Rockland’s Police Dept., as well as Fire and EMS, face a constant barrage of overdoses and mental health crises in their line of work. How will you support them?

    Rockland is really fortunate to have world class Police, Fire and EMS capabilities.  What the council should do, is continue to provide material and financial support to our first responders and to represent these departments in public with dignity and respect. 

    A dearth of workforce housing is plaguing the region. What would you do to help encourage expansion of the housing stock for the middle and working classes? Should Rockland’s zoning ordinances support denser housing patterns and construction of accessory dwellings on smaller lots? Is there an ideal balance for regulating short term rentals and allowing property owners to earn money from short term rentals?

    Rockland has a population level that has remained relatively flat for some time.  We have roughly 7,000 full time residents, and I believe 3,000 – 3,500 dwelling units over 13 square miles of land area.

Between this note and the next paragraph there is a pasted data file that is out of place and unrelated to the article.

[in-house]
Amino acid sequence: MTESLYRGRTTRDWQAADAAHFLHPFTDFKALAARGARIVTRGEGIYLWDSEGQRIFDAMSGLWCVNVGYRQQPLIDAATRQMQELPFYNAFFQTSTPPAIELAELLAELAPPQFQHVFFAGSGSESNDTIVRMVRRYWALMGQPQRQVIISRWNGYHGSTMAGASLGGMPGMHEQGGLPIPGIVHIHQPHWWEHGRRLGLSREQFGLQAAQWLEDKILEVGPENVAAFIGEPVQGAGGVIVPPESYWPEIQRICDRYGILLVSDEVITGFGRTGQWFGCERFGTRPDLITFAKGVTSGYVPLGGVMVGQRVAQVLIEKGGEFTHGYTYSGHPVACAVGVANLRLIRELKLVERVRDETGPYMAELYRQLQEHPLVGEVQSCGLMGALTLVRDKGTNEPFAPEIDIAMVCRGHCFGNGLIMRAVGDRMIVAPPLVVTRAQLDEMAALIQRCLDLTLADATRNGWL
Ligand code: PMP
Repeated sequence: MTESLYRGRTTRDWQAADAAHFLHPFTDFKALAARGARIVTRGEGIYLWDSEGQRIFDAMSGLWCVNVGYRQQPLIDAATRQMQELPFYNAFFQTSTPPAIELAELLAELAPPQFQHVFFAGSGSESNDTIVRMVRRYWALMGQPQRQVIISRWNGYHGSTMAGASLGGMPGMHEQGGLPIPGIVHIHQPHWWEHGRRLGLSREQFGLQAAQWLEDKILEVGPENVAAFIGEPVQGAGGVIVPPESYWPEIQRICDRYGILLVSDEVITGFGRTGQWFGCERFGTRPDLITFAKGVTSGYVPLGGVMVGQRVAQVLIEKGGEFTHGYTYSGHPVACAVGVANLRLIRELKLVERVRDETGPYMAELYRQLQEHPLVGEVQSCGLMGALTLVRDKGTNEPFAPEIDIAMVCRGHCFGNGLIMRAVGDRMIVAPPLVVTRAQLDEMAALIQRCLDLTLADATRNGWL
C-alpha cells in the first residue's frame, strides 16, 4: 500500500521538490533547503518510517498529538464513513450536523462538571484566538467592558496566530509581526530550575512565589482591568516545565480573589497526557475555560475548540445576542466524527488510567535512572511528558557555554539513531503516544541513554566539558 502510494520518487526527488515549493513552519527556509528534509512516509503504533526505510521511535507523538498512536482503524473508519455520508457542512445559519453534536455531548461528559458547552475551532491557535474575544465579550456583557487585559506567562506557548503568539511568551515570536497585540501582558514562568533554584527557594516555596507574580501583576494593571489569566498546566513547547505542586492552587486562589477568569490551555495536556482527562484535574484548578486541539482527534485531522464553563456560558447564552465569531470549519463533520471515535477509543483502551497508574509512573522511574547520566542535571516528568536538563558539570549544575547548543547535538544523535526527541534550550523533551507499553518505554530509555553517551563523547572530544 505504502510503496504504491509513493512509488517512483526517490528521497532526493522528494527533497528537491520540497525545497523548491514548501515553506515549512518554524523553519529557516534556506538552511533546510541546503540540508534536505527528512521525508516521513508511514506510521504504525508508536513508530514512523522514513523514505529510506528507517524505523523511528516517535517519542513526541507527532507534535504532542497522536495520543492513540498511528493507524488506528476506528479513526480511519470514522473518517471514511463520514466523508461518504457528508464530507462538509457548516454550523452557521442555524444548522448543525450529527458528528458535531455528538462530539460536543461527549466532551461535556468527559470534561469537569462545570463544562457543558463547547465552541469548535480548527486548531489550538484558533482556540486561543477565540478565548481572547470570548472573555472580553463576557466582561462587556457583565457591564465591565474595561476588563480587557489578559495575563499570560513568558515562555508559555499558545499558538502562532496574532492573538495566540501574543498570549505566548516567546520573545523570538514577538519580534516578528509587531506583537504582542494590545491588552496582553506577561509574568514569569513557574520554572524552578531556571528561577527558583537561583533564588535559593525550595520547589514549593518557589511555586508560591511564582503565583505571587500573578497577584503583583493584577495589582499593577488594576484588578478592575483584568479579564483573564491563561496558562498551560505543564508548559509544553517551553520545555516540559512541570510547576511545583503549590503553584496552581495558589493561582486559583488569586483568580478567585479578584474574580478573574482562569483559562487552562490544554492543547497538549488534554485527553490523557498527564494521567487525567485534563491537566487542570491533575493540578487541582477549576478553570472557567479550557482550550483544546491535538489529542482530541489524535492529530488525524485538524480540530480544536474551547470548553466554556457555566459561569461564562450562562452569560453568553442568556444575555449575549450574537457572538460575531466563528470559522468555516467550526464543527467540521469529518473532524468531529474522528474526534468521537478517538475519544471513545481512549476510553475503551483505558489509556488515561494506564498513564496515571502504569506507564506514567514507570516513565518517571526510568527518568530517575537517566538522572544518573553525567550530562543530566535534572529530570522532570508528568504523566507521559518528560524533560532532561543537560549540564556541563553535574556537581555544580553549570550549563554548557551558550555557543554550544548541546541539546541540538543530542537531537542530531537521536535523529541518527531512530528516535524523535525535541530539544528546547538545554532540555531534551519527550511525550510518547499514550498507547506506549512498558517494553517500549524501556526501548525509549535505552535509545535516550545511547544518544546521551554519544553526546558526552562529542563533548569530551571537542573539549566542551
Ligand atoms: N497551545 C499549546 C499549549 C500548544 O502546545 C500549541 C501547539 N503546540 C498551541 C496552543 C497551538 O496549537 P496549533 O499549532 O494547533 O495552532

Since the early 1900s, zoning laws across the country have developed to separate business and industry from residential areas, and basically ensure and protect the financial values of residential neighborhoods.  Rockland is no different.  We currently have 26 distinct zones, and three overlay zoning districts, as well as a handful of contract zones. 

    Our zoning ordinance is complicated and very specific as it pertains to permitted and non-permitted uses within our land use regulations, and our bulk and space standards seem arbitrary at times. 

    Zoning is important, and the Rockland Planning and Code Department has made some really significant strides in simplifying the code through clarifying edits.  I think the City Council should continue to work to reduce restrictions in our zoning ordinance which may be hindering development of more housing units.